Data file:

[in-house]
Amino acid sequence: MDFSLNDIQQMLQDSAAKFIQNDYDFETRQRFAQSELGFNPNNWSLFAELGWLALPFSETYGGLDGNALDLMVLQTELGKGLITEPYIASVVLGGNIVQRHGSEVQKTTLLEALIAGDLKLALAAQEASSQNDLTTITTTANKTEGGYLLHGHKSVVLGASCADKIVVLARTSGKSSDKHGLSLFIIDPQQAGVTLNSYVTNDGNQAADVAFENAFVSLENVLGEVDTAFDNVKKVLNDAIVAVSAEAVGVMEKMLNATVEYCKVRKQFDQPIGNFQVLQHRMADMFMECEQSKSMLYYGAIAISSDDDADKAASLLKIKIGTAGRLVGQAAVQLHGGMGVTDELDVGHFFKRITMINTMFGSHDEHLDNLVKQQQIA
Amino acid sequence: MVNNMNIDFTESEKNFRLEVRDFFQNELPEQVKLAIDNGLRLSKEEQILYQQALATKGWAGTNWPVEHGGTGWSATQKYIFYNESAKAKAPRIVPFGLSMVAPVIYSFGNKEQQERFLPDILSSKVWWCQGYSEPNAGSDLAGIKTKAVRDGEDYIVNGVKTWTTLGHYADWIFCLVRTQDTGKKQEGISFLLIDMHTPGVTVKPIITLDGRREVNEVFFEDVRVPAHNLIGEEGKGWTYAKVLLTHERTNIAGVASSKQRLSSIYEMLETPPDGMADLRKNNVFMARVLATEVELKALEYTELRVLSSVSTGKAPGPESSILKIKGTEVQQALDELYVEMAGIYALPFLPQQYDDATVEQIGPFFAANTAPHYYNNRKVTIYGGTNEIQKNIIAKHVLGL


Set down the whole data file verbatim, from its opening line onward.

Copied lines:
[in-house]
Amino acid sequence: MDFSLNDIQQMLQDSAAKFIQNDYDFETRQRFAQSELGFNPNNWSLFAELGWLALPFSETYGGLDGNALDLMVLQTELGKGLITEPYIASVVLGGNIVQRHGSEVQKTTLLEALIAGDLKLALAAQEASSQNDLTTITTTANKTEGGYLLHGHKSVVLGASCADKIVVLARTSGKSSDKHGLSLFIIDPQQAGVTLNSYVTNDGNQAADVAFENAFVSLENVLGEVDTAFDNVKKVLNDAIVAVSAEAVGVMEKMLNATVEYCKVRKQFDQPIGNFQVLQHRMADMFMECEQSKSMLYYGAIAISSDDDADKAASLLKIKIGTAGRLVGQAAVQLHGGMGVTDELDVGHFFKRITMINTMFGSHDEHLDNLVKQQQIA
Amino acid sequence: MVNNMNIDFTESEKNFRLEVRDFFQNELPEQVKLAIDNGLRLSKEEQILYQQALATKGWAGTNWPVEHGGTGWSATQKYIFYNESAKAKAPRIVPFGLSMVAPVIYSFGNKEQQERFLPDILSSKVWWCQGYSEPNAGSDLAGIKTKAVRDGEDYIVNGVKTWTTLGHYADWIFCLVRTQDTGKKQEGISFLLIDMHTPGVTVKPIITLDGRREVNEVFFEDVRVPAHNLIGEEGKGWTYAKVLLTHERTNIAGVASSKQRLSSIYEMLETPPDGMADLRKNNVFMARVLATEVELKALEYTELRVLSSVSTGKAPGPESSILKIKGTEVQQALDELYVEMAGIYALPFLPQQYDDATVEQIGPFFAANTAPHYYNNRKVTIYGGTNEIQKNIIAKHVLGL